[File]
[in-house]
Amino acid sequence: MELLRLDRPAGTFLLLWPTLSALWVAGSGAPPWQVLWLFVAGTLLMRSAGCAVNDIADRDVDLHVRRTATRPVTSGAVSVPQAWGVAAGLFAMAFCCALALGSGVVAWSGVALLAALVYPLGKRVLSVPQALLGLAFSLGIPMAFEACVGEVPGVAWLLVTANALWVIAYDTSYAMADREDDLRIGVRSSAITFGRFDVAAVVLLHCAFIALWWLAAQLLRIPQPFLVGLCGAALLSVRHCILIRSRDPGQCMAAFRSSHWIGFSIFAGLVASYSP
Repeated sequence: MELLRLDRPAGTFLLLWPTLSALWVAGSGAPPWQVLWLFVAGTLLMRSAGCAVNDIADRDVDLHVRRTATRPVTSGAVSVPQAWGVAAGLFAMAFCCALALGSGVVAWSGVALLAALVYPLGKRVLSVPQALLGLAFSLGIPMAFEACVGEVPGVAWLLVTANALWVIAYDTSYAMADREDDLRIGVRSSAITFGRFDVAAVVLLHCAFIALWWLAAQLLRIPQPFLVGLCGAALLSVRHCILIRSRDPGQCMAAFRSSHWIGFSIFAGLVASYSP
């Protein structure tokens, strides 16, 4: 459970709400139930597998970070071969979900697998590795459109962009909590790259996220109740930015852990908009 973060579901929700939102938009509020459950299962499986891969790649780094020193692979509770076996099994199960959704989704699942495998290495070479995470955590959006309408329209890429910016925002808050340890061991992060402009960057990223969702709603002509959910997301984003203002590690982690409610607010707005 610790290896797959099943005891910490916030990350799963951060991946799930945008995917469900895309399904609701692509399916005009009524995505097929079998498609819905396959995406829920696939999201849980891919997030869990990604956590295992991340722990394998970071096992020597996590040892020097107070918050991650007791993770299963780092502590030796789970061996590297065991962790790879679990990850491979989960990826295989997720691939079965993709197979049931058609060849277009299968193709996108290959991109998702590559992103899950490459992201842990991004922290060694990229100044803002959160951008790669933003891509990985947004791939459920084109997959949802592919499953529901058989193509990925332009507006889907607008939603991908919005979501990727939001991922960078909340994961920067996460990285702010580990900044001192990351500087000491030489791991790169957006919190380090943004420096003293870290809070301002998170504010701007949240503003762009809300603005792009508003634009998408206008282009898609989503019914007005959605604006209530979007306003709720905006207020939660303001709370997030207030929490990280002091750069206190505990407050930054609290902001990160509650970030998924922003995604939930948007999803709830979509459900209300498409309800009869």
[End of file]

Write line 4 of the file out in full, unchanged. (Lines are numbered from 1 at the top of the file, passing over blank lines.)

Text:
């Protein structure tokens, strides 16, 4: 459970709400139930597998970070071969979900697998590795459109962009909590790259996220109740930015852990908009 973060579901929700939102938009509020459950299962499986891969790649780094020193692979509770076996099994199960959704989704699942495998290495070479995470955590959006309408329209890429910016925002808050340890061991992060402009960057990223969702709603002509959910997301984003203002590690982690409610607010707005 610790290896797959099943005891910490916030990350799963951060991946799930945008995917469900895309399904609701692509399916005009009524995505097929079998498609819905396959995406829920696939999201849980891919997030869990990604956590295992991340722990394998970071096992020597996590040892020097107070918050991650007791993770299963780092502590030796789970061996590297065991962790790879679990990850491979989960990826295989997720691939079965993709197979049931058609060849277009299968193709996108290959991109998702590559992103899950490459992201842990991004922290060694990229100044803002959160951008790669933003891509990985947004791939459920084109997959949802592919499953529901058989193509990925332009507006889907607008939603991908919005979501990727939001991922960078909340994961920067996460990285702010580990900044001192990351500087000491030489791991790169957006919190380090943004420096003293870290809070301002998170504010701007949240503003762009809300603005792009508003634009998408206008282009898609989503019914007005959605604006209530979007306003709720905006207020939660303001709370997030207030929490990280002091750069206190505990407050930054609290902001990160509650970030998924922003995604939930948007999803709830979509459900209300498409309800009869």